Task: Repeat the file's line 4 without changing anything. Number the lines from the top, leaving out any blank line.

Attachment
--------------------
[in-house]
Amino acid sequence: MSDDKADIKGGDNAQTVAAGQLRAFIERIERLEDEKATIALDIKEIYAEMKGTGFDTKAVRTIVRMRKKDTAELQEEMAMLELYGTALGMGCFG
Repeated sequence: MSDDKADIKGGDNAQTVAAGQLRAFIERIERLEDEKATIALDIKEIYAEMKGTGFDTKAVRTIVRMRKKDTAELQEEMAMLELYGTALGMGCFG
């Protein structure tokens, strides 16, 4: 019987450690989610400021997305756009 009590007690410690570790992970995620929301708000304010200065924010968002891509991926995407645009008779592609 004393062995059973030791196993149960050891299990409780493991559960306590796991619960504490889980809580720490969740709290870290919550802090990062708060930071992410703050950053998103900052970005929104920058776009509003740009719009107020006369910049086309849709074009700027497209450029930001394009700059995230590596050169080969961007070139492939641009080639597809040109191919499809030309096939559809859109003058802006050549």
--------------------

């Protein structure tokens, strides 16, 4: 019987450690989610400021997305756009 009590007690410690570790992970995620929301708000304010200065924010968002891509991926995407645009008779592609 004393062995059973030791196993149960050891299990409780493991559960306590796991619960504490889980809580720490969740709290870290919550802090990062708060930071992410703050950053998103900052970005929104920058776009509003740009719009107020006369910049086309849709074009700027497209450029930001394009700059995230590596050169080969961007070139492939641009080639597809040109191919499809030309096939559809859109003058802006050549």